MadSci Network: Anatomy

Re: Cones and rods (Eyes)

Area: Anatomy
Posted By: David Schneider, Faculty Health Sciences
Date: Sat Aug 24 22:53:14 1996
Message ID: 836289510.An

Dear Robert:
Thanks for the question. The eye is an amazing structure indeed. The light sensitive part of the eye is called the "retina". It is in the retina that we find the two types of cells mentioned in your question, i.e. rods and cones. Because these receptors are light sensitive, they are called "photoreceptor cells". It is the cone cells that provide us with color vision(the way I remember it is Cones for Color).

Cone cells come in three different varieties. Each is sensitive to one of the three primary colors of light: red, blue and green. Most forms of color blindness are genetic diseases that occurs more commonly in men. People who are color blind lack usually one or two of these type of cones. Most color blind individuals can see colors but are unable to detect shades of the particular cone colors they are missing. For example, a person who is missing red sensitive cones would be color blind to the color red only, not all colors.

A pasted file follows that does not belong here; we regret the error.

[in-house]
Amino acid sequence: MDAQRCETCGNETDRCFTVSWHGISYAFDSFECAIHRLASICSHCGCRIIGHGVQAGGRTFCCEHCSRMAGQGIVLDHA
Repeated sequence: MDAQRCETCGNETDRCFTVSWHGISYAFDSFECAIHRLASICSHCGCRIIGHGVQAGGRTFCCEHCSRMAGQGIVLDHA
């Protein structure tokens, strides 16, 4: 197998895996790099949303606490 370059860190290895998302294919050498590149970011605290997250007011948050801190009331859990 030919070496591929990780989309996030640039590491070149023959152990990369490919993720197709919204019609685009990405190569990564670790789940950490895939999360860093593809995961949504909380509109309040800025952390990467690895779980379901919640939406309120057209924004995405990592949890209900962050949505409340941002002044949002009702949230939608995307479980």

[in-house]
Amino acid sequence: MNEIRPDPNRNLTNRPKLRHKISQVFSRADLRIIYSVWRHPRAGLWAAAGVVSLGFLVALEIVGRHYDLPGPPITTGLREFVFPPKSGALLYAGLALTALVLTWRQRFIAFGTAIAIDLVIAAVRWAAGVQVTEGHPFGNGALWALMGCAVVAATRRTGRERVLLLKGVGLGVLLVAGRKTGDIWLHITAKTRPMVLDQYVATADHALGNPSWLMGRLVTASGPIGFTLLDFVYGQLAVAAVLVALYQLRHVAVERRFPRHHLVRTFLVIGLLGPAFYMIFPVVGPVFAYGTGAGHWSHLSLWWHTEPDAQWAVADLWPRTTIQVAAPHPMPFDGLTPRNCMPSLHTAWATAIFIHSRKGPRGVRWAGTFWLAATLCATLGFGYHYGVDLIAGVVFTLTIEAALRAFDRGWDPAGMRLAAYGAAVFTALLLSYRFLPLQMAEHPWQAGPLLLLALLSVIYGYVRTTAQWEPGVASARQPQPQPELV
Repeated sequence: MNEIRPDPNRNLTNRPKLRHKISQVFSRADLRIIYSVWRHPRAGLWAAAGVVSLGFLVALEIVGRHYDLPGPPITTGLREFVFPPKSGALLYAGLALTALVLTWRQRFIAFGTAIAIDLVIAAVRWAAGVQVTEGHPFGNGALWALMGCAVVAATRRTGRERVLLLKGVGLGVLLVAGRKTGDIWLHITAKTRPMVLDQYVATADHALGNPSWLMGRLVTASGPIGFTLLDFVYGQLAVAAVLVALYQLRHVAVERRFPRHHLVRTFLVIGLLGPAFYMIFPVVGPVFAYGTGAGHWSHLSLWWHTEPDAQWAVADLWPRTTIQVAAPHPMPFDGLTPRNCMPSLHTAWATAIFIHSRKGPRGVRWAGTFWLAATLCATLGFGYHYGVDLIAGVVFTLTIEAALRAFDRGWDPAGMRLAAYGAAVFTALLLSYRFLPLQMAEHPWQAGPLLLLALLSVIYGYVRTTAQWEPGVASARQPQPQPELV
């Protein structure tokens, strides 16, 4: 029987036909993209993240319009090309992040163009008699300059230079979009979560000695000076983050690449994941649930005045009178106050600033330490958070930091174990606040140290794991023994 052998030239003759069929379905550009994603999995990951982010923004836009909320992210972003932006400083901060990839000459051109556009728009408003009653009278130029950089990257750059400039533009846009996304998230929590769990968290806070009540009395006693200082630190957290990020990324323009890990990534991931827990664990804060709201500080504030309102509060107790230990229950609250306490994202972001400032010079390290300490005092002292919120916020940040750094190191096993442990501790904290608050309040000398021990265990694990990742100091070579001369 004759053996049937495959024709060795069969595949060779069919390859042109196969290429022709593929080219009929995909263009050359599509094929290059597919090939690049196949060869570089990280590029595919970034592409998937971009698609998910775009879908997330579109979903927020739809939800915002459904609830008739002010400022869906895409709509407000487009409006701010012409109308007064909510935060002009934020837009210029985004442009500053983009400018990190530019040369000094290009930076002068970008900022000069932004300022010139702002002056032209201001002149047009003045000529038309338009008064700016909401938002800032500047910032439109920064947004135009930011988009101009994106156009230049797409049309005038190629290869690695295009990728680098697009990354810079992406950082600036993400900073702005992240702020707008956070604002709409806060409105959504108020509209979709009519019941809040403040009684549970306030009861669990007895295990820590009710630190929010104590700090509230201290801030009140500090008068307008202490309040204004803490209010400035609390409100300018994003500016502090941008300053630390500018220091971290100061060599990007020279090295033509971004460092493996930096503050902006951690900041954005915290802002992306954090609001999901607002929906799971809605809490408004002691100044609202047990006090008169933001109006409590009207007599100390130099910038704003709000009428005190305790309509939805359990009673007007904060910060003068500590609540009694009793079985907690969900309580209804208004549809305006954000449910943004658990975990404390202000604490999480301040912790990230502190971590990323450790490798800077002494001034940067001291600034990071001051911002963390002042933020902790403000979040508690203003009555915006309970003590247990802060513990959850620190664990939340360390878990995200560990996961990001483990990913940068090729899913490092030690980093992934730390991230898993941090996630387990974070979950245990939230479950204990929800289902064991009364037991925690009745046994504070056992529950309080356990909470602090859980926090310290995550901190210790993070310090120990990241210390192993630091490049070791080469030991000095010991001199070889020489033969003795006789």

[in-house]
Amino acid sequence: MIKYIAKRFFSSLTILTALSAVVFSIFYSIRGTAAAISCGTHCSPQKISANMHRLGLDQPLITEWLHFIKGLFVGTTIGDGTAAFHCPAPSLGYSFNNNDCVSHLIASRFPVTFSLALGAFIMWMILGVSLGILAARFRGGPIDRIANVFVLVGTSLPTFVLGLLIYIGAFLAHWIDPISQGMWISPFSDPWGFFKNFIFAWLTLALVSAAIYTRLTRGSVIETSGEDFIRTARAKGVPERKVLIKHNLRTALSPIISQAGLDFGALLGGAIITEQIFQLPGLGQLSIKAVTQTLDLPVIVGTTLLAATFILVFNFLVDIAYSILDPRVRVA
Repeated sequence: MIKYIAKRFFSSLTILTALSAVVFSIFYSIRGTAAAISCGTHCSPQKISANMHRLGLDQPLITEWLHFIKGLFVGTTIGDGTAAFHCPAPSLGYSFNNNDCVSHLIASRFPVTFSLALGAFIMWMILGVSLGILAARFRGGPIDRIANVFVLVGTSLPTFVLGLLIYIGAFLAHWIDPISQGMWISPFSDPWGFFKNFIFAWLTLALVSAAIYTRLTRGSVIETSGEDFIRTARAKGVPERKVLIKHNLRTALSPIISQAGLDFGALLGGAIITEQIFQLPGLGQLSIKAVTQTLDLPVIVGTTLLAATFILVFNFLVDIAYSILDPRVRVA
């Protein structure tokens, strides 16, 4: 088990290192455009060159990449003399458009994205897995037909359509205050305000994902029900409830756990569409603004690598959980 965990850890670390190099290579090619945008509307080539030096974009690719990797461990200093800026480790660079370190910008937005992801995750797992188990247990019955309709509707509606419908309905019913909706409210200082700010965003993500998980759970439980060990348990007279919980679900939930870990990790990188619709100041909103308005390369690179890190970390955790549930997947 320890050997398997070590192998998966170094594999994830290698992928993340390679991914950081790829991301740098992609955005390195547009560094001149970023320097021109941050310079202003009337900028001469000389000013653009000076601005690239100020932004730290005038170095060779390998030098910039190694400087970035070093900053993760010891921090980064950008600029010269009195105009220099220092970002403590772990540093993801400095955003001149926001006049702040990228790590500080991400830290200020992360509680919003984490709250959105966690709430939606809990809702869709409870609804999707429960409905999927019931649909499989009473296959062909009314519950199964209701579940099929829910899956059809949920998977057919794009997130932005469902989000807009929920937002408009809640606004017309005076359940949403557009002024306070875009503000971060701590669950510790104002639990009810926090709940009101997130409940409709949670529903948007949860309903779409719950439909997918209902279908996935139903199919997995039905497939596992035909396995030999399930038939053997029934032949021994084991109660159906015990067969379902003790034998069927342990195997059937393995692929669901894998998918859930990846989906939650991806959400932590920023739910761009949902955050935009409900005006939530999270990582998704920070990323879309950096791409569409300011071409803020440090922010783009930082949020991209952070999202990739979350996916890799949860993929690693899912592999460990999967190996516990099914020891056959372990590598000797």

The rod cells are responsible for contrast vision, or more acurately dim light vision.The loss of rod cells would definitely affect visual acuitiy but not greatly as most of the most sensitive parts of the retina contain only cone cells. These individuals would also have problems with seeing at night, or in dim light. This would be a very rare condition indeed. Thanks for your question.

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